Now, if you are adding to your 401G because of a good series of wins, that’s terrific. You will add the wins to the account and continue to add the percent of your wages to the account. 

Let us say you have a five-dollar to $2500 spread between a single bet and the total bankroll and you have now gone up to $5000 in total bankroll? You can double your single bet level or take the extra $2500 and use it to buy something you want.

[Please Note: You never stop putting money in your 401G account. I am assuming that anyone reading this is probably someone who enjoys casino gambling and goes more than once a year. It is important for regular players to keep a consistent pattern in their savings and playing.]


When we go to casinos we usually don’t play one long session; we break our gambling day into several sessions, maybe morning, afternoon and evening. That is probably the best way to apportion one’s day. I think it is crazy to play endless hours of mesmerizing games – half the time you probably won’t remember what went on during such long hours.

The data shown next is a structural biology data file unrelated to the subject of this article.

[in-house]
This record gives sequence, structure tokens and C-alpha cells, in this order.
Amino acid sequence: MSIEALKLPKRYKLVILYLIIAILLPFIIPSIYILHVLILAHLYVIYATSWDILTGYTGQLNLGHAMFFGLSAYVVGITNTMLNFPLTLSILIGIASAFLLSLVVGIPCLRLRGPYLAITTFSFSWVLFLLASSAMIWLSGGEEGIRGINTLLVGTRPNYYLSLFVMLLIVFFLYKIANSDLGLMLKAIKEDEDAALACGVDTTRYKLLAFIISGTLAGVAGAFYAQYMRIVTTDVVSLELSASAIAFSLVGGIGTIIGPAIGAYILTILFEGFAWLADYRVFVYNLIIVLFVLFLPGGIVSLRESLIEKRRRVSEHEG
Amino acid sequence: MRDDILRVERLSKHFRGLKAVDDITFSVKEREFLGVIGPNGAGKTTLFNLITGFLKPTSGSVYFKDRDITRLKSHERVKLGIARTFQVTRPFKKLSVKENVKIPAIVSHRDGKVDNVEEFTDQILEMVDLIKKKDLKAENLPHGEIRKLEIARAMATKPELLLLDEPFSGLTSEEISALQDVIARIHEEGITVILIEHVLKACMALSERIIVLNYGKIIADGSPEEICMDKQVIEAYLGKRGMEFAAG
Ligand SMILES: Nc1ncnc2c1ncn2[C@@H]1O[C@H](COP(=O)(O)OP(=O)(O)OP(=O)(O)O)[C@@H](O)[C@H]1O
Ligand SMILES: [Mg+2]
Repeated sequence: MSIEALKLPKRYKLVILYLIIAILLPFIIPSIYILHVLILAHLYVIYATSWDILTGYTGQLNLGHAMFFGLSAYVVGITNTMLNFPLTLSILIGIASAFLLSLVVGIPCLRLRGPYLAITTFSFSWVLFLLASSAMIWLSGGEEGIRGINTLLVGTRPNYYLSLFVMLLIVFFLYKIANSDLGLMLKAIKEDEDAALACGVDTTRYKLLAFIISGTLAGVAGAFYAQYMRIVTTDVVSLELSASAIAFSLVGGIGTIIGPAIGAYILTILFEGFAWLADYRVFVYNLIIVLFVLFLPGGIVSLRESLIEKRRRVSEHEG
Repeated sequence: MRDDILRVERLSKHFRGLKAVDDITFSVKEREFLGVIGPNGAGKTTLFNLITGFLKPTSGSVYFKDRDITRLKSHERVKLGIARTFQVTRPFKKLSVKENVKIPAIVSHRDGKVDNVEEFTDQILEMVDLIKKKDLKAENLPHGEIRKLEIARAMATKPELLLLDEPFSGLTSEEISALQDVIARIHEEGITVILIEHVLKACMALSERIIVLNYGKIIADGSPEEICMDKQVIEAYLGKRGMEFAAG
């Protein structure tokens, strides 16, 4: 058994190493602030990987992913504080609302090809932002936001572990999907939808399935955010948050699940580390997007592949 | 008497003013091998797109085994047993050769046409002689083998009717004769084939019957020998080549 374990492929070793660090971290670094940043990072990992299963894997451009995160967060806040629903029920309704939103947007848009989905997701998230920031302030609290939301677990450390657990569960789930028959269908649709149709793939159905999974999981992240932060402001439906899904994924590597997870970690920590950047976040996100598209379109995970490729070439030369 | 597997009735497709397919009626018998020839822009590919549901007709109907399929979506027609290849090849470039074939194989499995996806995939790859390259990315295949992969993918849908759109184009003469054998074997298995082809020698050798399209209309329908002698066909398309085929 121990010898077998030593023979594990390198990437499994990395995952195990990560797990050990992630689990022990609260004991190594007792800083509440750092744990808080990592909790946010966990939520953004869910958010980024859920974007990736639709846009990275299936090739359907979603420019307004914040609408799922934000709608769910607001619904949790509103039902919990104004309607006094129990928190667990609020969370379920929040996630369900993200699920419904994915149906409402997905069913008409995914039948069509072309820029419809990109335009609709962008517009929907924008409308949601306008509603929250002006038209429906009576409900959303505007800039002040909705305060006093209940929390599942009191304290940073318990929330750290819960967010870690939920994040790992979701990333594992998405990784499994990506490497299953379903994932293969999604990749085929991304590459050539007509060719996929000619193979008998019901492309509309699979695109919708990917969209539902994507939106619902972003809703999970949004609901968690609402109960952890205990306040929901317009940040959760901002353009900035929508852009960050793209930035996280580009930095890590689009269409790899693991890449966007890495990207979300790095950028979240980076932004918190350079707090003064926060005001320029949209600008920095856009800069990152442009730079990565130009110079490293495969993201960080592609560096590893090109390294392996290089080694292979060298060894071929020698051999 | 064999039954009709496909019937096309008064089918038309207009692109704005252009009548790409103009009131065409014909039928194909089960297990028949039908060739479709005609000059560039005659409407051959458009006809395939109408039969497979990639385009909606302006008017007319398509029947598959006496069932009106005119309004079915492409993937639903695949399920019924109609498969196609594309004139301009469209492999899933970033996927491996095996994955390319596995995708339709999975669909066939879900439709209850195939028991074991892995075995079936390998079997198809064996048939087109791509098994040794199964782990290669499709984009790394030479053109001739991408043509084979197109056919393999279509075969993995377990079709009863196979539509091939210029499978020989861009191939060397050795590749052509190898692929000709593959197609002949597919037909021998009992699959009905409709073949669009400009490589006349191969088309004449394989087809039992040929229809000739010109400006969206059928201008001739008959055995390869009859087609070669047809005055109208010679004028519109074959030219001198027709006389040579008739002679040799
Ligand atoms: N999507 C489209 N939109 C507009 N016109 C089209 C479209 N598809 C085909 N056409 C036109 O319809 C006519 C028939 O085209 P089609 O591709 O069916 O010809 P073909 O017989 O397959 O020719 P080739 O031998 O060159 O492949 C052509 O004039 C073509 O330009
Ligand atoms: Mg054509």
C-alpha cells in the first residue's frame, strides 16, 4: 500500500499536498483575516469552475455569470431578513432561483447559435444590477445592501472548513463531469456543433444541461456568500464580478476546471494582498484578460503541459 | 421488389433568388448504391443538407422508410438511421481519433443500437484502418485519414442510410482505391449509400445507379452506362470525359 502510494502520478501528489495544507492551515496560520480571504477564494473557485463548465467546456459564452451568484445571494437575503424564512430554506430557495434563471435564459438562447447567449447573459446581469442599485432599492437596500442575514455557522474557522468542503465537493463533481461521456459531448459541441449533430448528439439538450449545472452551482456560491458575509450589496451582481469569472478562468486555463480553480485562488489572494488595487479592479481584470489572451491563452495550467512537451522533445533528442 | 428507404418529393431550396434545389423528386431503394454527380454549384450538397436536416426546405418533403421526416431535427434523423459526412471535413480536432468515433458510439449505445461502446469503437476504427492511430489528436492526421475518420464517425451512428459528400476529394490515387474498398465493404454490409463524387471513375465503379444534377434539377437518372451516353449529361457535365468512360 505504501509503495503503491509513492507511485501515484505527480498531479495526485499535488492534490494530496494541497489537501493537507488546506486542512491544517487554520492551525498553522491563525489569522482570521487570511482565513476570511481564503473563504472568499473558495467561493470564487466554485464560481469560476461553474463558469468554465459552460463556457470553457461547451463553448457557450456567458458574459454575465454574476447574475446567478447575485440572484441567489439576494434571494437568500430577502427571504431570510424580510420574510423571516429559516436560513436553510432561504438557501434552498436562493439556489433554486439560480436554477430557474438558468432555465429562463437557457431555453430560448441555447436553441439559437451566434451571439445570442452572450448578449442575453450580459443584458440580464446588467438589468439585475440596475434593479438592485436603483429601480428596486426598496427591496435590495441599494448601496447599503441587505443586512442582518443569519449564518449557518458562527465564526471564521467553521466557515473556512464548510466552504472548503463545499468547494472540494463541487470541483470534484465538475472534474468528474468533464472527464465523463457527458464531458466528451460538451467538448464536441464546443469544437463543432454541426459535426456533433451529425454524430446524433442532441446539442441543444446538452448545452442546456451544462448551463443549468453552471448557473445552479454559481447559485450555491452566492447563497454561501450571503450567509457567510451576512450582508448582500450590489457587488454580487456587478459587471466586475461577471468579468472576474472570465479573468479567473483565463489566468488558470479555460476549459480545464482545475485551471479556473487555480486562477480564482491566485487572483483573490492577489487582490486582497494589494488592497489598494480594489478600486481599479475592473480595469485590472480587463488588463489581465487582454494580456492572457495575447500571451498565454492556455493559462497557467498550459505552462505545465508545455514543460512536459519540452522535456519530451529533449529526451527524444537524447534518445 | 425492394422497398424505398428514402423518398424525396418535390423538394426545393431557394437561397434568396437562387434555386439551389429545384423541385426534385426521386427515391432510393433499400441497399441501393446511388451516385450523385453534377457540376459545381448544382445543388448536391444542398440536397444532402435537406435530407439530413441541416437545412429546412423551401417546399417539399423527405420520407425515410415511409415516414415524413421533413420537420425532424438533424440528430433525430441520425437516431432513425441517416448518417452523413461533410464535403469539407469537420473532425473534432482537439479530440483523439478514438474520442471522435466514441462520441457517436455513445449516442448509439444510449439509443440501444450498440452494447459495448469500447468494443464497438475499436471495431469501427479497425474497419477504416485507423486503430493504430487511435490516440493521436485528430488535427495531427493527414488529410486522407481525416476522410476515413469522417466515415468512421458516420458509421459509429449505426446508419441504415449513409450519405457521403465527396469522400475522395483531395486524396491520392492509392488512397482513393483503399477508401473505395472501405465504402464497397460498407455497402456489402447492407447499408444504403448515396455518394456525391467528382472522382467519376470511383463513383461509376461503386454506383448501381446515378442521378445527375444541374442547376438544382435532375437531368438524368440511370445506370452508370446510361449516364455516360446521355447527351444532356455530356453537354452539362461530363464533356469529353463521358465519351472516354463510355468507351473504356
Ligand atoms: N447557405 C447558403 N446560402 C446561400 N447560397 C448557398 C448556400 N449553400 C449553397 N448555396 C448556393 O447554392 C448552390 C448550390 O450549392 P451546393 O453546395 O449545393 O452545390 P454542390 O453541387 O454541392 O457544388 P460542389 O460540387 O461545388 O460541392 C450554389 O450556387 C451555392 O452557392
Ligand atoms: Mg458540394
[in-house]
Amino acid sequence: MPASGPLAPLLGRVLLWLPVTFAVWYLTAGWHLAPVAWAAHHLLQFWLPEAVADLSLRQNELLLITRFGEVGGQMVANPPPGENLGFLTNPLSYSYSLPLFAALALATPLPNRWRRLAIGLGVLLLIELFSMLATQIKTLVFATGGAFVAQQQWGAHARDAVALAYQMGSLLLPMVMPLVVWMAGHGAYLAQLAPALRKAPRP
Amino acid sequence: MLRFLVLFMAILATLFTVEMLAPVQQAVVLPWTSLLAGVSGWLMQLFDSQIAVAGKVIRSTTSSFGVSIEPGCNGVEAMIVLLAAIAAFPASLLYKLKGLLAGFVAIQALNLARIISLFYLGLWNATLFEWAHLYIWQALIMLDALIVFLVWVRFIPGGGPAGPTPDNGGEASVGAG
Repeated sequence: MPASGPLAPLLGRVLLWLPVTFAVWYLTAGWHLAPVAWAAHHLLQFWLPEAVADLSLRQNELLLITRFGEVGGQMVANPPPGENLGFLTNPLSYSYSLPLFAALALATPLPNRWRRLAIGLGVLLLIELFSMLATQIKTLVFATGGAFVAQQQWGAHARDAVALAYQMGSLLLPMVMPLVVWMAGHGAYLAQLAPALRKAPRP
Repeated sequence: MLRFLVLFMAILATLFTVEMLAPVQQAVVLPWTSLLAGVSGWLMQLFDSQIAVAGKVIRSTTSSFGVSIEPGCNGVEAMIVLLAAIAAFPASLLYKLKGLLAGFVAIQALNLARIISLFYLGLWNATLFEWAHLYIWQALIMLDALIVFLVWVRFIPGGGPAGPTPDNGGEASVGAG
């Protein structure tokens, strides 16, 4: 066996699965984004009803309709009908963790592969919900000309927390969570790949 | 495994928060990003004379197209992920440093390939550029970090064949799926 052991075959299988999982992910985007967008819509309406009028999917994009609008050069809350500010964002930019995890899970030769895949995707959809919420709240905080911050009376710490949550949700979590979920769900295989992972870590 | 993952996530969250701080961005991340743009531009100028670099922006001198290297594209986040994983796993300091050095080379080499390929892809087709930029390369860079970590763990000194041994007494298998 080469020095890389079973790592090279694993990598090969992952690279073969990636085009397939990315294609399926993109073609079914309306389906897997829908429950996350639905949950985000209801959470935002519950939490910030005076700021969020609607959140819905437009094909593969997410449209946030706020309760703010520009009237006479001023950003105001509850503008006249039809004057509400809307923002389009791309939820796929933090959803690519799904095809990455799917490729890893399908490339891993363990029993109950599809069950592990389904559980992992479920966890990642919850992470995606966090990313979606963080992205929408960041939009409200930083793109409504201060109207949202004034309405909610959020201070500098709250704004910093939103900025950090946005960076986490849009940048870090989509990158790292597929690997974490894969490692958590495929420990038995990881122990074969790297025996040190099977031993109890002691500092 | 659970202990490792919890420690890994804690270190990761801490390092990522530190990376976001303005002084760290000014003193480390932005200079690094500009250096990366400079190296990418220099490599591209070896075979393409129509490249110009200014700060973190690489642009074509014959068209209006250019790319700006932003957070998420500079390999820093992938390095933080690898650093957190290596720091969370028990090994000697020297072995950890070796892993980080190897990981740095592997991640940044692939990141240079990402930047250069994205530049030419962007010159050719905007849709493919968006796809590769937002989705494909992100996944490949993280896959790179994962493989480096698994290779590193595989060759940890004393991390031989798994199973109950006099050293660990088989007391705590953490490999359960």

So let us say that you have a $5000 total bankroll and your bet is $10. You are going to spend two days in the casinos. How should you break up your bankroll? Let us assume three sessions a day of between one and two hours on each session.

As a generalization, you should take one-half of your bankroll ($2500) and divide it by six sessions. That comes to a session stake of $416 per session; so let’s make that $400 per session. You do not want to risk your total bankroll on one casino trip. You might be a serious player who goes once a month or even more – you therefore do not want to risk all your money in a single trip.  Don’t bring all the money!